3 Mental Health Reasons That Ban Religious Fasting

People of various faiths, such as Judaism, Islam, Christianity, or Hinduism, participate in fasting—temporarily abstaining from eating and sometimes drinking—as part of their religious practice as a means of repentance, purification, or self-discipline.

In addition to the religious and cultural significance of fasting, some people experience mental benefits of fasting as well. Some observational studies have suggested that fasting improves mood and reduces Stress levels” Ketan Parmar, MDa psychiatrist based MumbaiIndia, who identifies as a Hindu.

For example, a A study published in Iranian Journal of Nursing and Midwifery Research showed that fasting during Ramadan, a month-long Islamic holiday that occurs every spring, was associated with a decrease in Symptoms of depression and stress levels afterwards among the nurses.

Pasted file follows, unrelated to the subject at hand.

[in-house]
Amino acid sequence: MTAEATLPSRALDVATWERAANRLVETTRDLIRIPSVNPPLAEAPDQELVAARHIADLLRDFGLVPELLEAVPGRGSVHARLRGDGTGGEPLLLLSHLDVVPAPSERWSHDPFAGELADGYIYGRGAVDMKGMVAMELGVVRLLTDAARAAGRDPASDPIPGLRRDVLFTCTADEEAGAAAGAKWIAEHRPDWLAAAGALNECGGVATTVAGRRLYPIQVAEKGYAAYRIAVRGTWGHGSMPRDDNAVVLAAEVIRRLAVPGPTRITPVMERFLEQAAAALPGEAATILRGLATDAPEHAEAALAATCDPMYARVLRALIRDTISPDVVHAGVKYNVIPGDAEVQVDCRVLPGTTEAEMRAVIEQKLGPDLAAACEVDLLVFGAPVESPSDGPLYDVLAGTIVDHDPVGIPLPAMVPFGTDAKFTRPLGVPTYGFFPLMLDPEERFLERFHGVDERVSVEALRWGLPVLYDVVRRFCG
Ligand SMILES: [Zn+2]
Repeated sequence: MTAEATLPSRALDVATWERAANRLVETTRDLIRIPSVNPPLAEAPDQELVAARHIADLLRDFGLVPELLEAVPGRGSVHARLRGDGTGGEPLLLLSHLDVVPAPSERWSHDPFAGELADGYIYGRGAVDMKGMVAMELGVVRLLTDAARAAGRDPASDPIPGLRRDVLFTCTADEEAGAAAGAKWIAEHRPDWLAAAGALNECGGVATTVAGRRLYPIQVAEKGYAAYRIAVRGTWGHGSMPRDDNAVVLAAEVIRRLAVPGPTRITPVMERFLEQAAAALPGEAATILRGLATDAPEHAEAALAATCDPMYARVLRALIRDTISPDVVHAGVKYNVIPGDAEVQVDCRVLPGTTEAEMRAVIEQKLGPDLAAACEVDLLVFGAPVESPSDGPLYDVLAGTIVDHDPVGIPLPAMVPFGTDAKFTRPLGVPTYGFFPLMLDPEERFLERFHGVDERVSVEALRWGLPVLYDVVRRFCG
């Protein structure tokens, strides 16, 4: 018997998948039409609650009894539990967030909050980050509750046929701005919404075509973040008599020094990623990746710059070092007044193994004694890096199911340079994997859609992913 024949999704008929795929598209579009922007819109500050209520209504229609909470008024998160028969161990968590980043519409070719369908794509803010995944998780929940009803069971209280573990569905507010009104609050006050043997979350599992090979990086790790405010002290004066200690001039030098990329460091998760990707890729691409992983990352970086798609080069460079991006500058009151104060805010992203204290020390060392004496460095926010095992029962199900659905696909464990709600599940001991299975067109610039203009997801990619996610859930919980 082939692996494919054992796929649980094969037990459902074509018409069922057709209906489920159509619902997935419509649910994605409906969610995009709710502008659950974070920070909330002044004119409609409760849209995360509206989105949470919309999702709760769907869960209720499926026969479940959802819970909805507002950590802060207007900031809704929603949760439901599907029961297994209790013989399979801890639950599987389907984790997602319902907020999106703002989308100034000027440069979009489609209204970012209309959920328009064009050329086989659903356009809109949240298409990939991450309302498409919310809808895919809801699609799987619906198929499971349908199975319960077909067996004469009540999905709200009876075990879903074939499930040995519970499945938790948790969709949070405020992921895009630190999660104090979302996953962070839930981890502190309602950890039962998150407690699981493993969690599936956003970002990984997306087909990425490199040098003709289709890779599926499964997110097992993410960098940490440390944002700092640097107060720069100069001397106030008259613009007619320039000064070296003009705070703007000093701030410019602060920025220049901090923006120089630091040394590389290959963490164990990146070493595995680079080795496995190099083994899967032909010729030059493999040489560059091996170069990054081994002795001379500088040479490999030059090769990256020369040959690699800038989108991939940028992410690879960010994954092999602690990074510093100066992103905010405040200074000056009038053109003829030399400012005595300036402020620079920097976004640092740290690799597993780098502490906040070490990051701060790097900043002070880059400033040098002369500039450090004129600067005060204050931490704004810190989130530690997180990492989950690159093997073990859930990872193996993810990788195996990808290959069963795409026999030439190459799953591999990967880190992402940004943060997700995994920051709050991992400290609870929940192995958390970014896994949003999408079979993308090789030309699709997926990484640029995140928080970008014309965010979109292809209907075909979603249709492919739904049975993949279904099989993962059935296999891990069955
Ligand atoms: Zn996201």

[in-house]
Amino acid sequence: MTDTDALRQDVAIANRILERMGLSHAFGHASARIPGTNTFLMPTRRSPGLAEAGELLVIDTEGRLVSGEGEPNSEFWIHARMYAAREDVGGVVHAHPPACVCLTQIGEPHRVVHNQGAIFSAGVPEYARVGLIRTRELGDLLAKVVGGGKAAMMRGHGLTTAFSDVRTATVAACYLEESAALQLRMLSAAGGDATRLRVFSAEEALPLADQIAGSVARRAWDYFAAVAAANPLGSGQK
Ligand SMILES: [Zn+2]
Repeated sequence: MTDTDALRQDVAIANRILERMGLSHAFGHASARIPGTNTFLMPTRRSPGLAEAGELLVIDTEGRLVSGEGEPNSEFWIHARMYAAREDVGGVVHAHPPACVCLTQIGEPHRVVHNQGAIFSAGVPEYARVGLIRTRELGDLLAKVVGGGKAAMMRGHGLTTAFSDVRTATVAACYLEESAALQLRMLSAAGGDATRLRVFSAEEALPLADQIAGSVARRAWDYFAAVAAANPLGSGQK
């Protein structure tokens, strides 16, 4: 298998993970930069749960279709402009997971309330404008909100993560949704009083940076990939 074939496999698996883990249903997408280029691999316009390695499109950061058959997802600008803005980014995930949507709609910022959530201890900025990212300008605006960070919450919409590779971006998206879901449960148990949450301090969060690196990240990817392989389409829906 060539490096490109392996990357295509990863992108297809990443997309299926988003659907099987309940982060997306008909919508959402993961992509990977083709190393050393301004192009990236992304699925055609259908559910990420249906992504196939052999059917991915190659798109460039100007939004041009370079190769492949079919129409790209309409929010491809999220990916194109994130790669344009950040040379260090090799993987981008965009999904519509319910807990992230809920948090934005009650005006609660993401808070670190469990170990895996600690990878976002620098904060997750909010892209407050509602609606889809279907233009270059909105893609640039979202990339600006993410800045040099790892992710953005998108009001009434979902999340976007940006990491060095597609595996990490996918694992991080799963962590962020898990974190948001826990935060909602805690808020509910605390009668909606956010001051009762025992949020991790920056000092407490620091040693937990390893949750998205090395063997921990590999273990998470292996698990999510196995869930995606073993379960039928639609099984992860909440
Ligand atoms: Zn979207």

Although religious fasting is safe for most people, there are exceptions. For example, in the month of Ramadan, Muslims who are sick, pregnant or breastfeeding are advised not to fast according to another. Article in Iranian Journal of Nursing and Midwifery Research. And while fasting may have mental health benefits for some, it can be detrimental to the mental health of others. That’s why some experts believe that there should be mental health-related exceptions to religious fasting.

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